Ghana launches tender for renewable energy consultancy support

23 January 2018

As Ghana continues its quest for efficient energy sources, the country has applied for a loan to implement its Scaling-Up Renewable Energy Programme (SREP). The government has also launched a tender for assistance from consultants, mainly with social, economic, political and environmental impact assessments, and also with certain technical aspects of the project.

The power and energy sector in Ghana is in substantial debt, which is further compounded by the inefficiency of the country’s energy plants, which operate at only 50-65% of their capacity. In recent times, the government has been ramping up efforts to restructure the sector.

Late last year, the Volta River Authority, a public sector entity that produces thermal energy in Ghana, offloaded $2 billion worth of thermal assets to the private sector to cope with inefficiency. Now, the government has set things in motion to implement the SREP, which deals primarily with demonstrating the social, economic, and environmental feasibility of renewable energy models.

To help with implementation, the government has filed a loan application with major multi-lateral development agencies such as the Climate Investment Fund, the African Development Bank (ADB), which has also been chosen to lead the project, and the International Finance Corporation.   

Once the funds are secured, the SREP Project Implementation Unit for the Ministry of Energy anticipates the need for expertise and assistance, for which it has suggested the allocation of a portion of the loan to fund consulting contracts. Tenders for the consulting projects have already been launched.

Ghana launches tender for renewable energy consultancy support

The consulting projects largely revolve around generating specific reports on the socio-economic impact of the program, specifically mini-grid and stand-alone solar PVs electrification systems. In concrete terms, the selected consulting firm will produce an impact assessment report for 55 island/lakeside communities for mini-grids, and 600 households in 30 sparsely-populated communities for stand-alone electrification.

On the technical side of activities, consulting services will be required to develop a net-metered solar PV system with backup storage. This involves developing a net-metering program, deploying 15,000 units of roof-mounted solar PV systems at the very least, and consequently adding 25-30MW of capacity to the generation mix.

The benefits of such a plant include the possibility for businesses to generate their own power during a power cut, allowing them to operate without interruption. Surplus power in such a scenario can be transported to the grid, thereby relieving the grid and simultaneously reducing the cost of power. The roof-mounted solar units will further reduce costs for households and small businesses.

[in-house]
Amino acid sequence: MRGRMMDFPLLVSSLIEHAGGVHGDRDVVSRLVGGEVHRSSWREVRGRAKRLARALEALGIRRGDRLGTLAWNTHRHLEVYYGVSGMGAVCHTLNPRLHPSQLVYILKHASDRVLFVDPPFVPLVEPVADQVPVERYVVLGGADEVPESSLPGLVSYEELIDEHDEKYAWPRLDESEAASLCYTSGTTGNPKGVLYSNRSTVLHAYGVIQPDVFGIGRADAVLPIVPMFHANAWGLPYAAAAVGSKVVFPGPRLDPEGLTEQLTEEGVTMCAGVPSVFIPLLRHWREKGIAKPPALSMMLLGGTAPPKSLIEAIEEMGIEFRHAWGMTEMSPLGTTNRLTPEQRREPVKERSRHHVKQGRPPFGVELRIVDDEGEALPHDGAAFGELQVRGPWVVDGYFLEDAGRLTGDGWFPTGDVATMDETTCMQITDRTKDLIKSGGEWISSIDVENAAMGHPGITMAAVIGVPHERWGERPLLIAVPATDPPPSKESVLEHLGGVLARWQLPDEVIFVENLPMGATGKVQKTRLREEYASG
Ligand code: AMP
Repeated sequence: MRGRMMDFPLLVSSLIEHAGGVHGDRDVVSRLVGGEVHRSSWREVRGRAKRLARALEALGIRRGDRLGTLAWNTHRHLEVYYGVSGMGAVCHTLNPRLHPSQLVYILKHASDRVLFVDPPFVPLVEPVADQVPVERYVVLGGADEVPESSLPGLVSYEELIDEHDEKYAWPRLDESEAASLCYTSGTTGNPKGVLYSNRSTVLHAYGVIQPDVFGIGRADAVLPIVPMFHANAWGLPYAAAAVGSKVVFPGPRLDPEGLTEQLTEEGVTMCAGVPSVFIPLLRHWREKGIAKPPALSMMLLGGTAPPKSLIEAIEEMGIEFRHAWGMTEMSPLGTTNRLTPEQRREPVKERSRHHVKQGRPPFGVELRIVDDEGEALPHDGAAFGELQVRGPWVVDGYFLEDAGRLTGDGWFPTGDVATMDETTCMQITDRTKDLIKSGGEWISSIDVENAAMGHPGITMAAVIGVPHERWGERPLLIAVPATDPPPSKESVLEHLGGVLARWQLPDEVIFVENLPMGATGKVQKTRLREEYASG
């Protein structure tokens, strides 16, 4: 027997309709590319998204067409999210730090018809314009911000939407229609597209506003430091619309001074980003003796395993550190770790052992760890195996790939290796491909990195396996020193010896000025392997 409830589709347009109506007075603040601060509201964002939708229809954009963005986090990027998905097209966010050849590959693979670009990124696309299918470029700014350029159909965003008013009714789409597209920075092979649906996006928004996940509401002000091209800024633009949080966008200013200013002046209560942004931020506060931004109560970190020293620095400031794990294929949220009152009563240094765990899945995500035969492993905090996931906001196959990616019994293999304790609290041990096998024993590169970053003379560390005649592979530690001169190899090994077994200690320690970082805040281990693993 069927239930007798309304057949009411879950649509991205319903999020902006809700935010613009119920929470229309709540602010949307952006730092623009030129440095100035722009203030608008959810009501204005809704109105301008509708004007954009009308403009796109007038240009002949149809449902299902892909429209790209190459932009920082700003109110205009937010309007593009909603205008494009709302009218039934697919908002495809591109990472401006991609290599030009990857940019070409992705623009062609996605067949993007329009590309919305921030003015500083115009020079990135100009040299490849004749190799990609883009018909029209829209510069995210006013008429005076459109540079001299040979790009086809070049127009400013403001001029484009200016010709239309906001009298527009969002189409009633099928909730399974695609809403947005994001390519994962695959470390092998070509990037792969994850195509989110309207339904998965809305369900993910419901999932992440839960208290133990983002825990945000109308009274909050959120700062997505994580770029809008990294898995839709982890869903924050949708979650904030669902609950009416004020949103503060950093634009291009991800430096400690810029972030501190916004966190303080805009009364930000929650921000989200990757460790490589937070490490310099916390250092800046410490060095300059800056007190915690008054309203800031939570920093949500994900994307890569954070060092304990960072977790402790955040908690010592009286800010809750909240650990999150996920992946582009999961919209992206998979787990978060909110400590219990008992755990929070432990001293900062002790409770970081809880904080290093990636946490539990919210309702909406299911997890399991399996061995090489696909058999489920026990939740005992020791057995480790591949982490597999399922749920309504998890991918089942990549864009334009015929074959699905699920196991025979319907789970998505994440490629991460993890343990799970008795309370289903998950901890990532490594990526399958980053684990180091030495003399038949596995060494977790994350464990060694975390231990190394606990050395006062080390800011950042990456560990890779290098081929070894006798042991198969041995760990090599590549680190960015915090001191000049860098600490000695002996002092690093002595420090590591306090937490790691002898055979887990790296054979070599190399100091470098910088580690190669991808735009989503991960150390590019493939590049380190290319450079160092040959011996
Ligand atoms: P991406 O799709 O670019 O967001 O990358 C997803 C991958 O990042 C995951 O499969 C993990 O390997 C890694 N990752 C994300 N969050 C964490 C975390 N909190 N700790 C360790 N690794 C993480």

In its tender, the ministry calls for an experienced firm with a demonstrated capacity to handle such an assignment. No doubt, major players in the consulting industry will rush to capitalise on the big-money project, as they recently did in Morocco for two public sector contracts. The two contracts, which involved operational optimisation for the Ministry of Economy and Finance, and the preparation of a population register for the Ministry of Interior, were both won by Big Four professional services firm PwC, despite competition from other Big Four firms such as EY and KPMG, as well as McKinsey & Company and Roland Berger.  

Nigerian HR consultancy holds workshop for awareness on sustainable practices

18 April 2019

In order to promote awareness surrounding the sustainability of economic practices in Nigeria, organisation transformation and HR management consultancy Renner & Renner Consulting has held a workshop in collaboration with the Department of Petroleum & Resources.

The focus of the workshop was to familiarise firms and executives with the latest reports on the energy outlook in Nigeria and around the world, and their status with respect to the Paris Climate Agreement stipulations on developmental projects. The workshop is targeted at firms working in the oil & gas domain.

The stipulations, which are clubbed under the Development Guidelines and Standards on Carbon Emission Reduction Monetisation for Oil & Gas Projects, provide an environmental framework within which to conduct oil & gas projects. The workshop was conducted in collaboration with government officials at Southern Hotels in lagos.

Nigerian HR consultancy holds workshop for awareness on sustainable practices

A number of major dignitaries attended the event, including Project Director at Renner & Renner Ibby Iyama and Jennis Anyanwu who represented the delegation from the Department of Petroleum & Resources. Other guests at the event were Yomi Ayodeji, Joseph Muds and Eugene Itua.

Iyama set the agenda for the meeting, asking for cooperation from the Department of Petroleum & Resources to help control the rapid increase in the carbon generation from gas flaring practices across the country. She suggested that the reduction of carbon should be taken up on a project basis.

Provided that these projects were conducted with diligence, Iyama has expressed her belief in their capacity to support clean energy generation across Nigeria. She lauded the Department of Petroleum & Resources for their work in the domain of clean energy thus far, and urged representatives from the agency to mobilise cooperation.

Nigeria is one of the largest economies in Africa, and is among those countries that is heavily dependent on the trade of oil & gas for its GDP. As a result, the economy’s gradual recovery from the global dip in oil prices has been accompanied by an increase in the intensity of work in the oil & gas sector.